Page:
• Pop the trunk to see any rear-end damage
    • Check the factory seams underneath the trunk’s spare tire
  • Observe the paint reflection to spot any dings or fixes

2. Crank up the bottom of the car

Check the CV joints

Check if the engine or transmission has any leaks near it

3. Scan it with an OBD-II reader

You can buy a reader for as little as $40

The OBD-II port is usually somewhere under the steering wheel

Read any engine codes, if there are any

4. Test drive it

  1. Cold start it
    • A cold start is under 90°F without the keys in the ignition for at least 8 hours
  2. Let it idle for 3-5 minutes
    • Test the signal lights and all headlights
    • Test the heater/defroster, rear defroster, and air conditioner
    • Shift the gears several times
    • Test the windshield wipers and radio
    • Check the exhaust for drips or black smoke
    • If the car is running hot after idling, turn it off and walk away unless they are giving it to you
  3. Drive through the city to the highway from 25 to 40 mph
    • Listen for buzzing noises, humming noises, clicking noises
    • Set the inside fan to hot and defrost, then set it to high and try to smell any leaking fluids
    • Hit the brakes quickly without touching the steering wheel and see if the car swerves left or right
    • Test the power steering by turning the wheels while stopped
    • Drive it through an alleyway or near a flat wall to hear its running sounds
    • Swerve back and forth in a parking lot to test the suspension
  4. Accelerate at 1/2 to 3/4 throttle onto the highway, then stay on it for at least 5 miles at 55-60 mph
    • Check to see if the steering wheel shakes or the whole car seems to lean one direction
  5. Drive through the city back to the location, continuing to test the different systems
    • If it overheats during the drive, don’t buy it

5. Reread the codes with the OBD-II reader

If the seller reset the codes, a test drive will allow you to see them

If you like what you see, bring it to a predetermined mechanic to do a final check

A $100 inspection may save you thousands of dollars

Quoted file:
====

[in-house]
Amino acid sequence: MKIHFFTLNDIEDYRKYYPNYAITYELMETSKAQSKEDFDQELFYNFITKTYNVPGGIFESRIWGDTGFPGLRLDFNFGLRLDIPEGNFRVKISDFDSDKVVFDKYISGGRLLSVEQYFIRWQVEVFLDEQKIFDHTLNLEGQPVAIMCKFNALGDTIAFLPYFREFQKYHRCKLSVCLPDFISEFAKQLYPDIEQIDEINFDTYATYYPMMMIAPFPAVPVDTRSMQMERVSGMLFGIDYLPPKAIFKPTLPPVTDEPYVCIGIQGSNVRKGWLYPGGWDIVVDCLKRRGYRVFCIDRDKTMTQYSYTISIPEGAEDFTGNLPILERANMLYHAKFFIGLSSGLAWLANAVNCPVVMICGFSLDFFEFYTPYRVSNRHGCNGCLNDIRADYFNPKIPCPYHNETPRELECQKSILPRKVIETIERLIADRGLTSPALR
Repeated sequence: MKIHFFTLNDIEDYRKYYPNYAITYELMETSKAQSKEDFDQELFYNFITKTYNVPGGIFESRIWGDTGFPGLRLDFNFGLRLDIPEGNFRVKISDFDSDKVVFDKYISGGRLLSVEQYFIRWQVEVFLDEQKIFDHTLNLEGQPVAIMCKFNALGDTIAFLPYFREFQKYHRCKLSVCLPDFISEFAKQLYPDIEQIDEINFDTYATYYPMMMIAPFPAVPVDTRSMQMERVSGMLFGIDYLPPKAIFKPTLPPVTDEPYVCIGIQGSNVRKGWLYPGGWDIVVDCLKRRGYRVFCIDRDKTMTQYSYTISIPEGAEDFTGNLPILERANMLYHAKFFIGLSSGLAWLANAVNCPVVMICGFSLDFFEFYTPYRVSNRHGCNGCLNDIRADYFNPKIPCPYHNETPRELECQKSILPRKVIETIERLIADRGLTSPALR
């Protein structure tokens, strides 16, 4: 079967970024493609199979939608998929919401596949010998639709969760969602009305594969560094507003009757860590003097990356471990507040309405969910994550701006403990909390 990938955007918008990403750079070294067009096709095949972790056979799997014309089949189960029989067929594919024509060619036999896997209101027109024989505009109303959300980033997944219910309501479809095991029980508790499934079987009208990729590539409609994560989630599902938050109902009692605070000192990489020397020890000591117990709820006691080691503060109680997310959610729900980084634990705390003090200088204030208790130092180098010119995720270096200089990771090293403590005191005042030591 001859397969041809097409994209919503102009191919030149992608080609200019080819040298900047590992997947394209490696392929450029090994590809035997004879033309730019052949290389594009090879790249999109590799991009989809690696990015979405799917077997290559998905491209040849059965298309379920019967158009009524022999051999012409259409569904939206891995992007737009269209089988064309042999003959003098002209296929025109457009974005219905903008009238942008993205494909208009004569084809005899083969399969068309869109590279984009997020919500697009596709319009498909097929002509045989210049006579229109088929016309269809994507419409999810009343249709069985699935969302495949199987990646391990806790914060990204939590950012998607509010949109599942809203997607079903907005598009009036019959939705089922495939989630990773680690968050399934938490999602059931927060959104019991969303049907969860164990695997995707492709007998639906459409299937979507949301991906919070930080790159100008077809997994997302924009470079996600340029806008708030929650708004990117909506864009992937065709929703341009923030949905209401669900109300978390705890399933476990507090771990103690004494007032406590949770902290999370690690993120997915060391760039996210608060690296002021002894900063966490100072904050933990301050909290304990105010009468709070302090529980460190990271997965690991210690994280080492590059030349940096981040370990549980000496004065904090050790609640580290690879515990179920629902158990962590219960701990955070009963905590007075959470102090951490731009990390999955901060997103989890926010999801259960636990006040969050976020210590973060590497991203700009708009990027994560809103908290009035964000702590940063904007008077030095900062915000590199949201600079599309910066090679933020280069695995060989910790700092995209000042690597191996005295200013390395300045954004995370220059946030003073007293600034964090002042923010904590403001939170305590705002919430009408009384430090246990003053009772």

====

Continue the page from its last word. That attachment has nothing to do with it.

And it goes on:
6. Negotiate the price down if you can

If possible, have a male present when negotiating to avoid gender bias

If you can, negotiate in the rain

  • People don’t want to stand in the rain and are often less willing to resist haggling

Parts usually have a predictable lifespan

Diagnosing issues is much easier when you know when your parts are likely to break down

Lifespans of car parts can vary between models and the size of the vehicle

Keep track of the date and mileage when parts get replaced

Starting system

Alternator – 80K-100K miles

Battery & battery cables – 3-5 years

Starter – 80K-100K miles


Air filter – 10K-15K miles

Electronic engine control module – 80K-100K miles

Engine belts – 40K-60K miles

Fuel injectors – 100K miles

Mufflers and exhaust pipes – 50K-80K miles

Oil pump – the full life of the car

PCV valve – 30K-40K miles

Spark plugs – 100K miles

Thermostat – 40K-60K miles

Timing belts – 60K-100K miles

Valve lifters – the full life of the car

Fuel system

Fuel filter – 30K-40K miles

Fuel pump – 70K-90K miles

Cooling system

Radiator – 100K miles

Radiator Hoses – 40K-60K miles

Water Pump – 70K-90K miles


Automatic Transmission – the full life of the car

Clutch (on manual transmissions) – 40K-60K miles

Front Axle Shaft – 70K-90K miles

Suspension and structure

Leaf spring (in large vehicles) – 5.5 years

Lower control arms – 70K-90K miles

Shocks (if no struts) – 15K-35K miles

Springs (if no struts) – 70K-90K miles

Struts (if no shocks) – 40K-60K miles

Tie rods – 70K-90K miles

Universal joints – 70K-90K miles

Brakes and power steering

Disc brake calipers – 70K-90K miles

Disc brake pads – 30K-40K miles

Drum brake shoes – 30K-40K miles

Power steering pump – 80K-100K miles

Exhaust System

Catalytic converter – 100K miles